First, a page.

Essay on African Women During The Eighteen And Nineteenth Century

728 Words Nov 20th, 2015 3 Pages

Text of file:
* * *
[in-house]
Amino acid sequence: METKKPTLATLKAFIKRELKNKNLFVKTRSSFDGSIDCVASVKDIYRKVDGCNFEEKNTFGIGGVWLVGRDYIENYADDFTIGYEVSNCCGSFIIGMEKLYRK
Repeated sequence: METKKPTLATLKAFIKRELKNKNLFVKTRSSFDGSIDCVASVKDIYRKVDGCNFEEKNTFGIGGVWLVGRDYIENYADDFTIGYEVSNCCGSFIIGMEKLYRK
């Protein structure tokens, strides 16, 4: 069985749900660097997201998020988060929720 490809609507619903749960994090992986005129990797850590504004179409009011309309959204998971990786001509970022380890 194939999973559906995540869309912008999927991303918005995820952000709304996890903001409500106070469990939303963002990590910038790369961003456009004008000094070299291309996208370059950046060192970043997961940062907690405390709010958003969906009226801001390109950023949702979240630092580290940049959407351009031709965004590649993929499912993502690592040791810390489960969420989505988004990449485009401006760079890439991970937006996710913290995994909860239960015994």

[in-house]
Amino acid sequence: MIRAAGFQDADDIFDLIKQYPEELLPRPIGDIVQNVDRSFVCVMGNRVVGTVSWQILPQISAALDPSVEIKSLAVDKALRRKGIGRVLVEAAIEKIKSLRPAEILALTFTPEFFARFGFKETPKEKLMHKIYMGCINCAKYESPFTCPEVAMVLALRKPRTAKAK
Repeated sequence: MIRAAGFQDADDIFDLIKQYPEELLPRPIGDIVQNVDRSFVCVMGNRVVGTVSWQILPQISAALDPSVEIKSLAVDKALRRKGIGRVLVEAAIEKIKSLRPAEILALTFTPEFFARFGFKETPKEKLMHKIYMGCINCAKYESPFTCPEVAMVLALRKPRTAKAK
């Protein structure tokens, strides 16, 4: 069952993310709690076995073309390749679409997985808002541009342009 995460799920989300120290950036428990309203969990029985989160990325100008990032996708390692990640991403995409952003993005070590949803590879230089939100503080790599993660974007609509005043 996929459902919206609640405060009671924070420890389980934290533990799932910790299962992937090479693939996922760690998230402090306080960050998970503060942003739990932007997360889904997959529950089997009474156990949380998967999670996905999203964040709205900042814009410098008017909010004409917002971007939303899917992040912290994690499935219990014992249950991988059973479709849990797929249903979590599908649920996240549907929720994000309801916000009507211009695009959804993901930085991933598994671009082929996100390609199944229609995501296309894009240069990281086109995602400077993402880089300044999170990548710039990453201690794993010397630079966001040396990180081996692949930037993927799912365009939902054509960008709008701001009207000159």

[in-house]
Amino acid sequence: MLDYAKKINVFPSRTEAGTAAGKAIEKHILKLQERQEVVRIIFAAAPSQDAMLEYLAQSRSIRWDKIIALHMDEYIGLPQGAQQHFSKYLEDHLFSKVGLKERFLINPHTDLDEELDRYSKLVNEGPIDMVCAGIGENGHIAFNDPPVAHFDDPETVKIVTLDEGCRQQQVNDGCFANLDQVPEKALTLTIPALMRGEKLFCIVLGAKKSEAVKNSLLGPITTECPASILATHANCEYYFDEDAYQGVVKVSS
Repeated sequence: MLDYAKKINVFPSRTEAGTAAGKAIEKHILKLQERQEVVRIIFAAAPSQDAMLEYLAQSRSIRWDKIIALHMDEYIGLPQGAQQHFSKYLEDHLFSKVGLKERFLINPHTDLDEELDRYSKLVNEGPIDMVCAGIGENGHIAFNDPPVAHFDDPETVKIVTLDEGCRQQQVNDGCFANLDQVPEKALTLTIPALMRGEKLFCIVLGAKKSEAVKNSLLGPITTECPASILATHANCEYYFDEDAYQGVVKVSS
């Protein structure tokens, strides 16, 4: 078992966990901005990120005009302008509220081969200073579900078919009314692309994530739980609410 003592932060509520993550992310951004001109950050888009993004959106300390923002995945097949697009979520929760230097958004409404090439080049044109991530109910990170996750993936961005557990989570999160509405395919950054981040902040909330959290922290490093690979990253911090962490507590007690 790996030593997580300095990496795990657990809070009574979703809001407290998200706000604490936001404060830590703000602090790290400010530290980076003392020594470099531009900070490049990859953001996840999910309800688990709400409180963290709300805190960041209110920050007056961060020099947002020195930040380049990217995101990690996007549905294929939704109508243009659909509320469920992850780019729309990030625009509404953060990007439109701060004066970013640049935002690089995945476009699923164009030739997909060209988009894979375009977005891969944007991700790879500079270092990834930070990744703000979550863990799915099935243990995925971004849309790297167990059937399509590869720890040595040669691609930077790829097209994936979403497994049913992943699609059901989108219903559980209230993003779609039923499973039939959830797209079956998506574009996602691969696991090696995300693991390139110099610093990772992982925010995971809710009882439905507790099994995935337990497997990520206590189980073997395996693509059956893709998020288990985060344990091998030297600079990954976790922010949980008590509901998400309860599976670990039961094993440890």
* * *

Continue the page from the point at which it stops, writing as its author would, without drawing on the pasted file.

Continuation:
During the eighteen and nineteenth-century, the notions of freedom were distinctively different than they are now. Slavery was a form of exploitation of a human being, whom through enslavement lost their humanity and freedom, and were subjected to dehumanizing conditions. African woman and men were often treated the same exact same way, especially when induced to labor, they would become a genderless individual in the sight of the master. Although a white woman was superior to the slaves, she had little power over the household, and other actions without the consent of their husbands. Enslaved woman’s notion to conceive freedom was different, yet similar to the way enslaved men and white woman conceived freedom. Black women during slavery fought to resist oppression in order to gain their freedom. That didn’t guarantee them absolute freedom from slavery, but it helped them preserve the autonomy that otherwise would’ve been taken away from them. Resistance allowed black men and woman to feel empowered over slavery. Everyday, slaves endured the harsh behaviors of their masters. Enslaved woman were treated like men so they were considered genderless for their own advantage but, “…When they could be exploited, punished and repressed in ways suited only for women, they were locked into their exclusively female roles” (Davis, 10). Women were vulnerable to the acts of their masters and to all, “…forms of sexual coercion”(Davis, 10). They same abused and mistreatment was…

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